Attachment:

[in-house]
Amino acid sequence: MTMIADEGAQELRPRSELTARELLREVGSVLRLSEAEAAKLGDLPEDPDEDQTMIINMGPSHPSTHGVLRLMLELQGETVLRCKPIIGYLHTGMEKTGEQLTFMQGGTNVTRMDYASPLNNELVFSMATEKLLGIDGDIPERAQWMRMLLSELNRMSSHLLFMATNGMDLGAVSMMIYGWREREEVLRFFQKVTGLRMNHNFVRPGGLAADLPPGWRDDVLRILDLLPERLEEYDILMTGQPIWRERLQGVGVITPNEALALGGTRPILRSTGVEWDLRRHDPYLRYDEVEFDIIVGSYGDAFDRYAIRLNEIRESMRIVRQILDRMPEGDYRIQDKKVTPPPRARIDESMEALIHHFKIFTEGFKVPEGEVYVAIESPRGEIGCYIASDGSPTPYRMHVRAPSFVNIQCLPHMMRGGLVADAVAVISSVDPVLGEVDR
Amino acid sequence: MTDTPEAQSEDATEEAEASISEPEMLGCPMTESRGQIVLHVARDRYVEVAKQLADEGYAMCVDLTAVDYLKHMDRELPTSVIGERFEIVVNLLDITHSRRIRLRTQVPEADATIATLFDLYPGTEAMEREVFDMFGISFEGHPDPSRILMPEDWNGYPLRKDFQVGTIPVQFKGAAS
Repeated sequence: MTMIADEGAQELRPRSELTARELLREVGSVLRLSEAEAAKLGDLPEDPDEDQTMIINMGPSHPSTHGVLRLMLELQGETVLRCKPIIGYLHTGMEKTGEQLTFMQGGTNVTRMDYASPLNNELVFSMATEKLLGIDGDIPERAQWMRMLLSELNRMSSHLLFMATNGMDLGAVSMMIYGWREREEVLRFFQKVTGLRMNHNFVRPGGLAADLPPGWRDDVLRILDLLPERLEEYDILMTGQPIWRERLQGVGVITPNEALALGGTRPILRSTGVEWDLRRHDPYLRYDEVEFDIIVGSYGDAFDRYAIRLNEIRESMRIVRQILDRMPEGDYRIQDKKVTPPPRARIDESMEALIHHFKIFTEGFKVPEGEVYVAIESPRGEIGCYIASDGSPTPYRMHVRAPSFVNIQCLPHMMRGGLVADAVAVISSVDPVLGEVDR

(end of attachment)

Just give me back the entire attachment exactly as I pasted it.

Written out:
[in-house]
Amino acid sequence: MTMIADEGAQELRPRSELTARELLREVGSVLRLSEAEAAKLGDLPEDPDEDQTMIINMGPSHPSTHGVLRLMLELQGETVLRCKPIIGYLHTGMEKTGEQLTFMQGGTNVTRMDYASPLNNELVFSMATEKLLGIDGDIPERAQWMRMLLSELNRMSSHLLFMATNGMDLGAVSMMIYGWREREEVLRFFQKVTGLRMNHNFVRPGGLAADLPPGWRDDVLRILDLLPERLEEYDILMTGQPIWRERLQGVGVITPNEALALGGTRPILRSTGVEWDLRRHDPYLRYDEVEFDIIVGSYGDAFDRYAIRLNEIRESMRIVRQILDRMPEGDYRIQDKKVTPPPRARIDESMEALIHHFKIFTEGFKVPEGEVYVAIESPRGEIGCYIASDGSPTPYRMHVRAPSFVNIQCLPHMMRGGLVADAVAVISSVDPVLGEVDR
Amino acid sequence: MTDTPEAQSEDATEEAEASISEPEMLGCPMTESRGQIVLHVARDRYVEVAKQLADEGYAMCVDLTAVDYLKHMDRELPTSVIGERFEIVVNLLDITHSRRIRLRTQVPEADATIATLFDLYPGTEAMEREVFDMFGISFEGHPDPSRILMPEDWNGYPLRKDFQVGTIPVQFKGAAS
Repeated sequence: MTMIADEGAQELRPRSELTARELLREVGSVLRLSEAEAAKLGDLPEDPDEDQTMIINMGPSHPSTHGVLRLMLELQGETVLRCKPIIGYLHTGMEKTGEQLTFMQGGTNVTRMDYASPLNNELVFSMATEKLLGIDGDIPERAQWMRMLLSELNRMSSHLLFMATNGMDLGAVSMMIYGWREREEVLRFFQKVTGLRMNHNFVRPGGLAADLPPGWRDDVLRILDLLPERLEEYDILMTGQPIWRERLQGVGVITPNEALALGGTRPILRSTGVEWDLRRHDPYLRYDEVEFDIIVGSYGDAFDRYAIRLNEIRESMRIVRQILDRMPEGDYRIQDKKVTPPPRARIDESMEALIHHFKIFTEGFKVPEGEVYVAIESPRGEIGCYIASDGSPTPYRMHVRAPSFVNIQCLPHMMRGGLVADAVAVISSVDPVLGEVDR